Australia’s major banks are playing hardball in negotiations with Apple to let the latter’s Apple Pay mPayment platform into the country. The big four don’t want to give Apple the share it wants of their transaction fees.
In the US, national banks tend to take about a dollar for every $100 in transactions, whereas Australia’s major banks take only half that in interchange fees. As such, they’re reluctant to give much away to Apple, which negotiated a deal to take 15 cents for every $100 in the US and a much smaller fraction of every £100 in the UK, where the service recently launched.
Another part of the Australians’ argument is that their country already has similar platforms available, and that that has been the case for years. Some banks even have NFC mPayment functionality through their mobile apps, providing essentially the same service offered by Apple Pay.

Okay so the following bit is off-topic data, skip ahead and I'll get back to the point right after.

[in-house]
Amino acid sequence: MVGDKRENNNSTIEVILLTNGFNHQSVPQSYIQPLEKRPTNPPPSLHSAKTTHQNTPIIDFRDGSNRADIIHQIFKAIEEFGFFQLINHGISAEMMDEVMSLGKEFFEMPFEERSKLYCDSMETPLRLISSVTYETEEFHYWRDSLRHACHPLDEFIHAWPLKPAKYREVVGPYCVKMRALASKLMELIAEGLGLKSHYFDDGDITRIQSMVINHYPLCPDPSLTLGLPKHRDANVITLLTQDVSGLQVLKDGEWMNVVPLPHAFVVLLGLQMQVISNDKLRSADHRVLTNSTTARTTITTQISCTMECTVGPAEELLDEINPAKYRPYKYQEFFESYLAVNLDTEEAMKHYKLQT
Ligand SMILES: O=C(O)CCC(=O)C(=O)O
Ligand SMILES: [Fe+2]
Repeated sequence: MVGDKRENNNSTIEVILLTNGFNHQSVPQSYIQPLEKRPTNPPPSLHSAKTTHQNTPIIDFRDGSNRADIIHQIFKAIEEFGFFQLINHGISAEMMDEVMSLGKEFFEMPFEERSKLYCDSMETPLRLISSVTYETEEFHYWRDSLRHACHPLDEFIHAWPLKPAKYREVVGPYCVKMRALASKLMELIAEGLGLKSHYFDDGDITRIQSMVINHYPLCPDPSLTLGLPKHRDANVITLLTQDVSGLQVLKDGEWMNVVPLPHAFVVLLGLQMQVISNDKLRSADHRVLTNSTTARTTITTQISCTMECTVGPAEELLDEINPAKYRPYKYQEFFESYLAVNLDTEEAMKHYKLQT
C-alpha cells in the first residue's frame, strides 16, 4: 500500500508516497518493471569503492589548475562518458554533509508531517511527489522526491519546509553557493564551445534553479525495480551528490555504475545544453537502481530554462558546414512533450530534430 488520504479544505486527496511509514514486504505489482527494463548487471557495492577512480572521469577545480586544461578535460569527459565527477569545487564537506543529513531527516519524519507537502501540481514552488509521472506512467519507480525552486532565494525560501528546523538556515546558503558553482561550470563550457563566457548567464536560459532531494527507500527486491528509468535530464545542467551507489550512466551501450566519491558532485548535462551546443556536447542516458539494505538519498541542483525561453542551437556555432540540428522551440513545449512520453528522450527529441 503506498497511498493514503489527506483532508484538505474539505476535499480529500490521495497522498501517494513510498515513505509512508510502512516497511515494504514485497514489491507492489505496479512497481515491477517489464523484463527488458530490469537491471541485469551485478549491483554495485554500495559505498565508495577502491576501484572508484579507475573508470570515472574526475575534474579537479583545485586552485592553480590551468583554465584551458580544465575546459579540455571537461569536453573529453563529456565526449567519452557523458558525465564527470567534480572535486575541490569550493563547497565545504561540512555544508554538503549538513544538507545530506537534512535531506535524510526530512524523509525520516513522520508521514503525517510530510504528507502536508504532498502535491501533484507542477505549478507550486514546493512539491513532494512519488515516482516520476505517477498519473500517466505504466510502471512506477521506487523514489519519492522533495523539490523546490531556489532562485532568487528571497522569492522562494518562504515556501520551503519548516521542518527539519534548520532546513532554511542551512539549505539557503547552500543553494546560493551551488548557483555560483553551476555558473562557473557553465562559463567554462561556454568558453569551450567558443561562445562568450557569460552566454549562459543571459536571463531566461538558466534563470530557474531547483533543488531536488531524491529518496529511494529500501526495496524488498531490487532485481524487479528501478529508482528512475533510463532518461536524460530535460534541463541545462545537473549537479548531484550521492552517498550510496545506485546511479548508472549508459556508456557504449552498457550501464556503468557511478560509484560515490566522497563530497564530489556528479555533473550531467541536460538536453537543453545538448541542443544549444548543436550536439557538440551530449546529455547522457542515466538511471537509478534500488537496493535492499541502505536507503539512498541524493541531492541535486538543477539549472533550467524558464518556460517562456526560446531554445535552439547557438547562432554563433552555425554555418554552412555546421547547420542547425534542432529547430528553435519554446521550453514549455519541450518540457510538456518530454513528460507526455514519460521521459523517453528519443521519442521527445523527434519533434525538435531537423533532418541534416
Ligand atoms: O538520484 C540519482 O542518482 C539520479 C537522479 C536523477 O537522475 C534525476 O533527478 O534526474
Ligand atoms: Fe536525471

Meanwhile, Apple’s rival PayPal is making inroads. Earlier this summer the company teamed up with financial services tech provider Tyro to essentially enable mPayment services with 14,000 merchants in the country. If Apple continues to lose ground as the negotiations proceed, it may end up taking a smaller share of interchange fees than it had aimed for; in any case, it seems unlikely to abandon the Australian market altogether.
Source: Business Insider